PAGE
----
On August 28, 1963, 250,000 activists came to Washington, D.C. to participate in the largest political rally for human rights in United States history, the March on Washington for Jobs and Freedom. The event sought to expose the political, social and economic challenges African Americans continued to face nationwide. The March, which became a turning point in the Civil Rights Movement, concluded with Martin Luther King Jr.’s “I Have a Dream” speech, a spirited call for racial and economic equality. The event trailed several years of nonviolent, grassroots demonstrations for civil rights, and prompted the passage of civil rights legislation and a massive shift in public opinion.
This week marks the 50th anniversary of the March on Washington, and public media stations nationwide are airing a series of programs and hosting online events and activities to honor this watershed event in civil rights history.
Public Radio Coverage
- Morning public radio listeners are probably enjoying NPR’s National Desk and the Code Switch team’s The Summer of ’63, a wide-ranging series exploring the events and individuals of the civil rights movement that includes a “here and now” look at the longstanding legacies of the historic struggle for racial freedom and equality. Twitter users can also check out the Code Switch team’s account @TodayIn1963, which captures events from the summer of 1963 as if they were happening today.
- Morning Edition listeners are also being transported back to the summer of 1963 with stories from individuals who took part in the March on Washington on Michele Norris’s The Race Card Project, which examines conversations and stories about race that are then condensed to one six-word sentence.
- Leading up to its 50th anniversary, NPR will continue provide coverage of stories and remembrances of the March on Washington on Weekend Edition and All Things Considered. NPR will also report live from the 50th anniversary event in Washington, D.C.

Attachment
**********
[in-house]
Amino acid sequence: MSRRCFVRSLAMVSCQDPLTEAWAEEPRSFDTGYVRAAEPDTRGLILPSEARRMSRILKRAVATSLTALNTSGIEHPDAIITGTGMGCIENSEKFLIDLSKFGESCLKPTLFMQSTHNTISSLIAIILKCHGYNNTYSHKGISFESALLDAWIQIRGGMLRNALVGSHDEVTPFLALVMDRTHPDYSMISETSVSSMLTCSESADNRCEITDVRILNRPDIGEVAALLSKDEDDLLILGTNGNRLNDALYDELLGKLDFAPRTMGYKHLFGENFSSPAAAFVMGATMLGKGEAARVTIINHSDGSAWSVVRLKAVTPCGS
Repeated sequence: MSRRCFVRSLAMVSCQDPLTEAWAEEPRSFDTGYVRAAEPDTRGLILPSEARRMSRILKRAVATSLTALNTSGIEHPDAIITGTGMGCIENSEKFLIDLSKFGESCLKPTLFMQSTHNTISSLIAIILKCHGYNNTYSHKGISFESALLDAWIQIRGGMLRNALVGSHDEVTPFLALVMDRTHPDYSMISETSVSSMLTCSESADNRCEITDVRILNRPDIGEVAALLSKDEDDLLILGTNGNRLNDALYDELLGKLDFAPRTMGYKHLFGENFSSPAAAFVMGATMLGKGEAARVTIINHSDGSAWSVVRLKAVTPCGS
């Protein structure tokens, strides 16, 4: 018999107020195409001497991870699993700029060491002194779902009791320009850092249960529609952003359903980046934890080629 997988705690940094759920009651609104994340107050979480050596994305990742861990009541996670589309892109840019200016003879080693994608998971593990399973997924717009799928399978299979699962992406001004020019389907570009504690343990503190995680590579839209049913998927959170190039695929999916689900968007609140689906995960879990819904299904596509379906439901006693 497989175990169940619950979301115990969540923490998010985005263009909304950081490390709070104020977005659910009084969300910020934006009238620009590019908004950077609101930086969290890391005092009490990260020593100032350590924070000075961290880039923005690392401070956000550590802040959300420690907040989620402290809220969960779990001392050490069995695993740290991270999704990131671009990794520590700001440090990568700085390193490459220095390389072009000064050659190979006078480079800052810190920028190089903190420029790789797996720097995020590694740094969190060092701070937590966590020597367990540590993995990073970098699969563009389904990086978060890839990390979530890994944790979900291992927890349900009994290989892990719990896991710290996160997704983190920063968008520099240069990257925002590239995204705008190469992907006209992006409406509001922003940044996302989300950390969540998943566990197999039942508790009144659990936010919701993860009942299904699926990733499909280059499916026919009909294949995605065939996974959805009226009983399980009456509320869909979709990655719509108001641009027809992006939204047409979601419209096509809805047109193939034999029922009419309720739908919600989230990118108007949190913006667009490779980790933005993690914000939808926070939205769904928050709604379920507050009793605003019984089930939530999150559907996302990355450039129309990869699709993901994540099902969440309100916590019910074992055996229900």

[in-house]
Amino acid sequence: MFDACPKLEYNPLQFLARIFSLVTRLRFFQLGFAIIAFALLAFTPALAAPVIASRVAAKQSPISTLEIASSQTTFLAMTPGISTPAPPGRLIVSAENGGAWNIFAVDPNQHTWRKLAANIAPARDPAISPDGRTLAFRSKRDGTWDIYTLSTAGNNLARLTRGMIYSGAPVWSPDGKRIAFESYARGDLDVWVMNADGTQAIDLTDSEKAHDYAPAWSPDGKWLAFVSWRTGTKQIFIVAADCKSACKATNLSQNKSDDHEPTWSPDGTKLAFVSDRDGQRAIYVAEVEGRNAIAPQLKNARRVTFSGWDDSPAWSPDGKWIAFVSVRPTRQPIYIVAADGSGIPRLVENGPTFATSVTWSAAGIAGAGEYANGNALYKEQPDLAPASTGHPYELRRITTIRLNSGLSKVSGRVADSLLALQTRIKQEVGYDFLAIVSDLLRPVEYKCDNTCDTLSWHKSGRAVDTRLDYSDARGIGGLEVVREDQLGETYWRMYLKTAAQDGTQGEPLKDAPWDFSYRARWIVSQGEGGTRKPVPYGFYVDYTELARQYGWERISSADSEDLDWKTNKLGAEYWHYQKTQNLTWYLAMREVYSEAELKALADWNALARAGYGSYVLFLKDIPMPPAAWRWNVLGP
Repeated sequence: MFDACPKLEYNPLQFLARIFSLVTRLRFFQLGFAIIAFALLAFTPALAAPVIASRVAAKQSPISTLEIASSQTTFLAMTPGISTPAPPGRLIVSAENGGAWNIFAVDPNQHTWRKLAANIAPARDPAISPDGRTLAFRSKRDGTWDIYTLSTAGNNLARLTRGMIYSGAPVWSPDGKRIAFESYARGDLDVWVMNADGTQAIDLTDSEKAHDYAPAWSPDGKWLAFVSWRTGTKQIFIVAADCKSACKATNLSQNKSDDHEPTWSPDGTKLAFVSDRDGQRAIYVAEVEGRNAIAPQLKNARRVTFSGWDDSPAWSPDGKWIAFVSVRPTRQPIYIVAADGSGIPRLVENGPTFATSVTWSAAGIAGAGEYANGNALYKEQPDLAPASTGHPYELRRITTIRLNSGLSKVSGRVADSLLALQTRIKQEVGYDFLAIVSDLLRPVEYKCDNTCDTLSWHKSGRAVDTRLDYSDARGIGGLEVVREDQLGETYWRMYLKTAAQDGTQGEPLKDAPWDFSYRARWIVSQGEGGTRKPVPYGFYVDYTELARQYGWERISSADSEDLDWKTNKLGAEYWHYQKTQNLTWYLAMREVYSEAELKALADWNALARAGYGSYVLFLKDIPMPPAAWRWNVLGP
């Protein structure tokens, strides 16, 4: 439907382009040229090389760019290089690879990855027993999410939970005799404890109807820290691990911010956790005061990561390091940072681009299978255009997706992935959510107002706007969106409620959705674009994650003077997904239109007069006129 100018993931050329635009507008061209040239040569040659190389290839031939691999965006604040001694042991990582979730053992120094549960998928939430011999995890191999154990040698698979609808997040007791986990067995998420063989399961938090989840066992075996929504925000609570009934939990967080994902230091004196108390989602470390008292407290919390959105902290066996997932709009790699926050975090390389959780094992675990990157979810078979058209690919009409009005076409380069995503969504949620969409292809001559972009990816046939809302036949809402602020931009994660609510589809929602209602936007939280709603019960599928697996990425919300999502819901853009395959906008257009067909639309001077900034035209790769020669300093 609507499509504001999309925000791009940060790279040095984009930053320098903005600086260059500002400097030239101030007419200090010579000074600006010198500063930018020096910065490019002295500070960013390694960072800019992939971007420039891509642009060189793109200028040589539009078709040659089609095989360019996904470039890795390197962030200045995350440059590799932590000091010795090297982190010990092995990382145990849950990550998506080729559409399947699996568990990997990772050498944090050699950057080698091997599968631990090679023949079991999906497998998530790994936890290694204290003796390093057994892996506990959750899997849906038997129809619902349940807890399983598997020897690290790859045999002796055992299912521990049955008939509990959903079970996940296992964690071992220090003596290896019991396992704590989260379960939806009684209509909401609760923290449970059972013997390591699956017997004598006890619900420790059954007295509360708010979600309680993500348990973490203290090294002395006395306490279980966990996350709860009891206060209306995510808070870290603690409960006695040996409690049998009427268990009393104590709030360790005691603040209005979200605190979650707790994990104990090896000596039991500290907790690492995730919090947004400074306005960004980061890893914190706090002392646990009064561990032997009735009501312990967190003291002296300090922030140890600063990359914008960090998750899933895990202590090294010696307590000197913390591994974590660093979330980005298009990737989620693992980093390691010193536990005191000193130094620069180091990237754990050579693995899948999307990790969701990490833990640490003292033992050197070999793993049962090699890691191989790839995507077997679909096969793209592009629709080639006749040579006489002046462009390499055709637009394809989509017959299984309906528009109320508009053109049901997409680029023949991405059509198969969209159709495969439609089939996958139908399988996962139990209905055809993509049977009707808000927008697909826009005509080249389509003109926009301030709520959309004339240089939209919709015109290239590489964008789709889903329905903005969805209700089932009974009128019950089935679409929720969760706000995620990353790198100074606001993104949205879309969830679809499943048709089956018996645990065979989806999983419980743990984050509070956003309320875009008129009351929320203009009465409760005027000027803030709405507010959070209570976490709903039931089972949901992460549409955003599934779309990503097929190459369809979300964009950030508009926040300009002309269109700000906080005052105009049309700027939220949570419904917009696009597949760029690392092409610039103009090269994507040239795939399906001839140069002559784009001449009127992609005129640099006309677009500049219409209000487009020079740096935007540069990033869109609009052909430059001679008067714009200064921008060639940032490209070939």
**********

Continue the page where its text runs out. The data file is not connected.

- Music and history buffs can relive the summer of ’63 in song with “The Mix: Songs Inspired By The Civil Rights Movement”, a 150-song stream hosted by Michele Norris, featuring songs that were part of or inspired by the Civil Rights Movement.
Public Television Coverage
- Public television’s coverage of the March on Washington will kick off on Tuesday, August 27, 2013 at 9:00 p.m. ET on PBS with THE MARCH, a new documentary about the dramatic events behind the event narrated by Denzel Washington.
- PBS Black Culture Connection will premiere The March @50, a new web series by filmmaker Shukree Hassan Tilghman that investigates the March on Washington’s legacy through the lens of contemporary issues. A new episode will debut each week for five weeks beginning on Monday, August 26, 2013.
- Memories of the March, a series of first person accounts and short stories produced by local public media stations will also debut on PBS Black Culture Connection.
- On August 28, 2013 – the 50th anniversary of the March on Washington—PBS Black Culture Connection will provide viewers opportunities to interact with original Marchers and commentators through online chats and hosted discussions.
- Throughout the month of August, PBS NewsHour offers special reports about the March on Washington, and will be live-streaming 50th anniversary celebrations taking place in Washington, D.C.
- PBS will also present several encore broadcasts of Civil Rights Movement programming. Check your local listings here.
Public media commemorates uniquely American events. We hope you’ll tune into your local public media station to hear inspiring stories of faith, hardship and triumph in the face of adversity, and learn about an event that has shaped and continues to shape our nation today.